GlassFish Project -
HTTP/S JMX Connector home page
The Administrative Infrastructure of Glassfish Application Server revolves
around JMX. A key component of JMX is being able to remotely connect to the
MBeanServer. JSR 160 (which
is now JSR 255) is an extension
of JSR 003 that dealt with
this problem alone. Because of the far reaching impact of this development
in management of Java, JMX and JSR 160 were incorporated
into Java 5 SE.
Introduction of JMX in Java 5 SE however, mandated that the remote management
of a JMX-instrumented VM be done over RMI/JRMP as a standard. Though RMI is
a well known protocol, unfortunately it is not accepted as an industry standard
if HTTP can be utilized. Application Server's administration has been done
over HTTP and HTTP/S and that was the basic reason why we had to come up with
a proprietary implementation of JSR 160 over HTTP/S.
JMX Connector News
- It will soon be possible to connect to Glassfish Administration Infrastructure
over HTTP/S using JConsole. Watch out for the details ...
- Remote Notification support is added to the HTTP/S JMX Connector recently.
|Several different software components including source and
binary, support the GlassFish project. The source components are
released under the Common
Development and Distribution License (CDDL) v1.0 whereas the binary
components are covered under the binary
license. You must agree to these licenses as part of installation
before viewing and/or using the code.
The basic reason why we had to do a Glassfish-proprietary
implementation of JSR 160 specification over HTTP is twofold:
- Reuse the administration port that is known to a human administrator.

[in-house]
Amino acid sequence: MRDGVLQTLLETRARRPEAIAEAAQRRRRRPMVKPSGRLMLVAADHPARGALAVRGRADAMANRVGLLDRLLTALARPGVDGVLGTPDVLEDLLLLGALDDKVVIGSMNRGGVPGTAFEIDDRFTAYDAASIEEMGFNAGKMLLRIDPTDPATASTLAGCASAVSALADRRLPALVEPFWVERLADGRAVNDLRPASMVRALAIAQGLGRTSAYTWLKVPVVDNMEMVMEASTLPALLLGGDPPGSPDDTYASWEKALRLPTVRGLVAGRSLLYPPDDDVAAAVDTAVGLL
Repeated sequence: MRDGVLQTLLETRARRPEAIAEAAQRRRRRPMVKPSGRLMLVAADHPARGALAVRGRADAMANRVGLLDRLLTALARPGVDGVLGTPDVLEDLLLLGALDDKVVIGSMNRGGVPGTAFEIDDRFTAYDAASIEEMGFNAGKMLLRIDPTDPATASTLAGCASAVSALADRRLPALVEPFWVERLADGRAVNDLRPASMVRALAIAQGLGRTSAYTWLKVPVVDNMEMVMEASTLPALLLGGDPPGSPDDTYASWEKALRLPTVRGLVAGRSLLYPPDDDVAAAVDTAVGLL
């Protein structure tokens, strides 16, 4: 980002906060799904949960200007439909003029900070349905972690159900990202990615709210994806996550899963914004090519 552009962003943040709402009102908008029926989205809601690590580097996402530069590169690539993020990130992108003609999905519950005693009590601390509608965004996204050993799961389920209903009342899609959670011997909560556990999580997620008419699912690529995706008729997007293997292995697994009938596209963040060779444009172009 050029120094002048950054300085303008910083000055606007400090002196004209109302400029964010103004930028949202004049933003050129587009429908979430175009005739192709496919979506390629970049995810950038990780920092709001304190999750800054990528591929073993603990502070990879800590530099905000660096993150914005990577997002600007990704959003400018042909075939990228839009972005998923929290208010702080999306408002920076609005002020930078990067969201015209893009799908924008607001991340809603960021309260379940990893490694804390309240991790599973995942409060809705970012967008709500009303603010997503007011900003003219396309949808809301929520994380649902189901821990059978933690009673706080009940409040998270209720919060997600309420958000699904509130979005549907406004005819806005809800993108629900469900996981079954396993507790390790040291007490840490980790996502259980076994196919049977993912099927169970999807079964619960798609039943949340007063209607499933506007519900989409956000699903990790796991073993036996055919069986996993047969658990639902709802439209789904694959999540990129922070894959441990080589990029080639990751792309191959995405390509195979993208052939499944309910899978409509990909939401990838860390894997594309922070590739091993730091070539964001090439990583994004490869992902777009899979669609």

It is important that the administrator has to remember one single port
for administration independent of the tool he uses to manage. The tool
can be a command line interface, HTML Graphical user interface (GUI) or
an IDE. If we had used the RMI/JRMP connector server, it would have needed
its own port, whereas the HTML pages that GUI needs are served by the
- HTTP allows remote administration of an appserver domain from other
machines (especially outside the secure firewall) more seamlessly (than
RMI, for HTTP tunneling of RMI would be needed).
It is interesting to see how Glassfish resolves the need for multiple ports
of administration. At its core, the server side implementation alleviates
the need for a TCP Server Socket by the virtue of a servlet that is running
on the web-container port. Since we know that multiple web applications can
be served by the web-container simultaneously, a special web application can
act as a server side implementation of JSR 160. The following structure emerges:
- A servlet reads its standard input stream (decorated to be an ObjectInputStream)
for Serialized Java Objects.
- The client side implementation is retrofitted into the JSR 160 standard
to use proprietary protocols named "s1ashttp" and "s1ashttps"
to denote and search the appropriate handlers.
- The client side then opens HttpURLConnection and HttpsURLConnection to
write to servlet's input stream.
- The connection is authenticated using HTTP Basic-Auth.
- Servlet deserializes the Objects it receives on its InputStream, invokes
the MBeanServer associated and returns the results in exactly the same manner
that it read. The client side reads the response, deserializes it and returns
the values or throws the exceptions that were thrown by MBeanServer invocation.
- Quicklook tests should be run as all the asadmin client commands
depend on this layer.
devtests should be run.
- Extra care must be exercised to make sure that there are no regressions
as this code is shared by other products as well.